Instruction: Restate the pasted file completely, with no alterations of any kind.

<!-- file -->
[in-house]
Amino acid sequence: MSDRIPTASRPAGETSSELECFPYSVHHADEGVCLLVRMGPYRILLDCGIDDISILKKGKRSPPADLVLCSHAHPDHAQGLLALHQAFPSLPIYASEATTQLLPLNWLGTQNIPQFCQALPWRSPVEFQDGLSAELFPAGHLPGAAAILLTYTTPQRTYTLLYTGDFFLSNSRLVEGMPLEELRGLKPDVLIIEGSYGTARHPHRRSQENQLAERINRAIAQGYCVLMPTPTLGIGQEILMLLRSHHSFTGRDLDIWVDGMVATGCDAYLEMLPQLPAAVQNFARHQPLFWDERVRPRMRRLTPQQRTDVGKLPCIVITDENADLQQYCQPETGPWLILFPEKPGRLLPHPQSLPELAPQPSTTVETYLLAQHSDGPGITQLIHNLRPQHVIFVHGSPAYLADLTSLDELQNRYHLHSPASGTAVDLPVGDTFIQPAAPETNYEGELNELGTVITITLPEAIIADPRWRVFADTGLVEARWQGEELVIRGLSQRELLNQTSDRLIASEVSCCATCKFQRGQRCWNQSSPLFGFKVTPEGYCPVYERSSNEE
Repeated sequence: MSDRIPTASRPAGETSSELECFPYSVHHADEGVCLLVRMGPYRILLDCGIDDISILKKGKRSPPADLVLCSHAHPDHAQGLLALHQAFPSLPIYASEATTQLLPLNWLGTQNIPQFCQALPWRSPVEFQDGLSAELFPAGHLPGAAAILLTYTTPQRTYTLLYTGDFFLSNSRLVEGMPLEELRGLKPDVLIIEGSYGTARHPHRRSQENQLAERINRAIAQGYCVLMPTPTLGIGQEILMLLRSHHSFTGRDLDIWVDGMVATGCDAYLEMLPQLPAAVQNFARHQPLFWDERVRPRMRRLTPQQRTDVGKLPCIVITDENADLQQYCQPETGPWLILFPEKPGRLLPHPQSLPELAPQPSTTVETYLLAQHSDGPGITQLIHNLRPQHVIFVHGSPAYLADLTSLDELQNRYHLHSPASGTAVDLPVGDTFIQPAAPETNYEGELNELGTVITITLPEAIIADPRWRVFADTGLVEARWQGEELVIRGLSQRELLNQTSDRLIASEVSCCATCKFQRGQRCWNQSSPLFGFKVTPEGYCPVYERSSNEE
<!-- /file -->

[in-house]
Amino acid sequence: MSDRIPTASRPAGETSSELECFPYSVHHADEGVCLLVRMGPYRILLDCGIDDISILKKGKRSPPADLVLCSHAHPDHAQGLLALHQAFPSLPIYASEATTQLLPLNWLGTQNIPQFCQALPWRSPVEFQDGLSAELFPAGHLPGAAAILLTYTTPQRTYTLLYTGDFFLSNSRLVEGMPLEELRGLKPDVLIIEGSYGTARHPHRRSQENQLAERINRAIAQGYCVLMPTPTLGIGQEILMLLRSHHSFTGRDLDIWVDGMVATGCDAYLEMLPQLPAAVQNFARHQPLFWDERVRPRMRRLTPQQRTDVGKLPCIVITDENADLQQYCQPETGPWLILFPEKPGRLLPHPQSLPELAPQPSTTVETYLLAQHSDGPGITQLIHNLRPQHVIFVHGSPAYLADLTSLDELQNRYHLHSPASGTAVDLPVGDTFIQPAAPETNYEGELNELGTVITITLPEAIIADPRWRVFADTGLVEARWQGEELVIRGLSQRELLNQTSDRLIASEVSCCATCKFQRGQRCWNQSSPLFGFKVTPEGYCPVYERSSNEE
Repeated sequence: MSDRIPTASRPAGETSSELECFPYSVHHADEGVCLLVRMGPYRILLDCGIDDISILKKGKRSPPADLVLCSHAHPDHAQGLLALHQAFPSLPIYASEATTQLLPLNWLGTQNIPQFCQALPWRSPVEFQDGLSAELFPAGHLPGAAAILLTYTTPQRTYTLLYTGDFFLSNSRLVEGMPLEELRGLKPDVLIIEGSYGTARHPHRRSQENQLAERINRAIAQGYCVLMPTPTLGIGQEILMLLRSHHSFTGRDLDIWVDGMVATGCDAYLEMLPQLPAAVQNFARHQPLFWDERVRPRMRRLTPQQRTDVGKLPCIVITDENADLQQYCQPETGPWLILFPEKPGRLLPHPQSLPELAPQPSTTVETYLLAQHSDGPGITQLIHNLRPQHVIFVHGSPAYLADLTSLDELQNRYHLHSPASGTAVDLPVGDTFIQPAAPETNYEGELNELGTVITITLPEAIIADPRWRVFADTGLVEARWQGEELVIRGLSQRELLNQTSDRLIASEVSCCATCKFQRGQRCWNQSSPLFGFKVTPEGYCPVYERSSNEE